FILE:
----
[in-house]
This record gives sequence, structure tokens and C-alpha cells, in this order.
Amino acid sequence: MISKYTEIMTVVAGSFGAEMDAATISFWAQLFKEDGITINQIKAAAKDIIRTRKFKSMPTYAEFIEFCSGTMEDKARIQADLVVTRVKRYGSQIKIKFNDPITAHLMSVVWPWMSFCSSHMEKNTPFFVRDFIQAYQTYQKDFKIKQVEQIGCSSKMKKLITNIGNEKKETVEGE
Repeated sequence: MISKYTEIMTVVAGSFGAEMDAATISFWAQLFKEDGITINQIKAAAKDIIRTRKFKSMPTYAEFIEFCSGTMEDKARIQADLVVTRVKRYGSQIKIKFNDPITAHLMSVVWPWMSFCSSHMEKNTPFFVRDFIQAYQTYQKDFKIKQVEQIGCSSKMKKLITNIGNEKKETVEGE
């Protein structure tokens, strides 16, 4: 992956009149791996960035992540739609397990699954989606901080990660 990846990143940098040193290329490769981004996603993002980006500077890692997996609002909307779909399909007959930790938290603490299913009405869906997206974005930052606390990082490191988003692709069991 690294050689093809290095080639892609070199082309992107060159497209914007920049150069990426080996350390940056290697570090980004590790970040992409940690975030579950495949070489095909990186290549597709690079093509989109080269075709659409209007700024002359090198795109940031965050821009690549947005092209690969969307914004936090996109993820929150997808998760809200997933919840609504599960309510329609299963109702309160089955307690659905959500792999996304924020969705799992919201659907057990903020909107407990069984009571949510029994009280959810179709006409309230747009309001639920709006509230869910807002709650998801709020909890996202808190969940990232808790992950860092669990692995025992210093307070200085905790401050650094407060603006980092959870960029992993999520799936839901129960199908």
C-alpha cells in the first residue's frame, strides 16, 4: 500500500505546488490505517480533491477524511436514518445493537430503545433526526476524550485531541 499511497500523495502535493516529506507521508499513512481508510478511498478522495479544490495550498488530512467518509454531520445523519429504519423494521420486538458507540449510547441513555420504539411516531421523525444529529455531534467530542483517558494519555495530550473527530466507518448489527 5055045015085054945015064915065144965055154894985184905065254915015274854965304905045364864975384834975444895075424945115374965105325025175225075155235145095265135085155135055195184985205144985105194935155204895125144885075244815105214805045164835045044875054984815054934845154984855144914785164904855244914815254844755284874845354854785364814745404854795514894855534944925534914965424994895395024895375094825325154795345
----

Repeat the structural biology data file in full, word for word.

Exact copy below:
[in-house]
This record gives sequence, structure tokens and C-alpha cells, in this order.
Amino acid sequence: MISKYTEIMTVVAGSFGAEMDAATISFWAQLFKEDGITINQIKAAAKDIIRTRKFKSMPTYAEFIEFCSGTMEDKARIQADLVVTRVKRYGSQIKIKFNDPITAHLMSVVWPWMSFCSSHMEKNTPFFVRDFIQAYQTYQKDFKIKQVEQIGCSSKMKKLITNIGNEKKETVEGE
Repeated sequence: MISKYTEIMTVVAGSFGAEMDAATISFWAQLFKEDGITINQIKAAAKDIIRTRKFKSMPTYAEFIEFCSGTMEDKARIQADLVVTRVKRYGSQIKIKFNDPITAHLMSVVWPWMSFCSSHMEKNTPFFVRDFIQAYQTYQKDFKIKQVEQIGCSSKMKKLITNIGNEKKETVEGE
């Protein structure tokens, strides 16, 4: 992956009149791996960035992540739609397990699954989606901080990660 990846990143940098040193290329490769981004996603993002980006500077890692997996609002909307779909399909007959930790938290603490299913009405869906997206974005930052606390990082490191988003692709069991 690294050689093809290095080639892609070199082309992107060159497209914007920049150069990426080996350390940056290697570090980004590790970040992409940690975030579950495949070489095909990186290549597709690079093509989109080269075709659409209007700024002359090198795109940031965050821009690549947005092209690969969307914004936090996109993820929150997808998760809200997933919840609504599960309510329609299963109702309160089955307690659905959500792999996304924020969705799992919201659907057990903020909107407990069984009571949510029994009280959810179709006409309230747009309001639920709006509230869910807002709650998801709020909890996202808190969940990232808790992950860092669990692995025992210093307070200085905790401050650094407060603006980092959870960029992993999520799936839901129960199908």
C-alpha cells in the first residue's frame, strides 16, 4: 500500500505546488490505517480533491477524511436514518445493537430503545433526526476524550485531541 499511497500523495502535493516529506507521508499513512481508510478511498478522495479544490495550498488530512467518509454531520445523519429504519423494521420486538458507540449510547441513555420504539411516531421523525444529529455531534467530542483517558494519555495530550473527530466507518448489527 5055045015085054945015064915065144965055154894985184905065254915015274854965304905045364864975384834975444895075424945115374965105325025175225075155235145095265135085155135055195184985205144985105194935155204895125144885075244815105214805045164835045044875054984815054934845154984855144914785164904855244914815254844755284874845354854785364814745404854795514894855534944925534914965424994895395024895375094825325154795345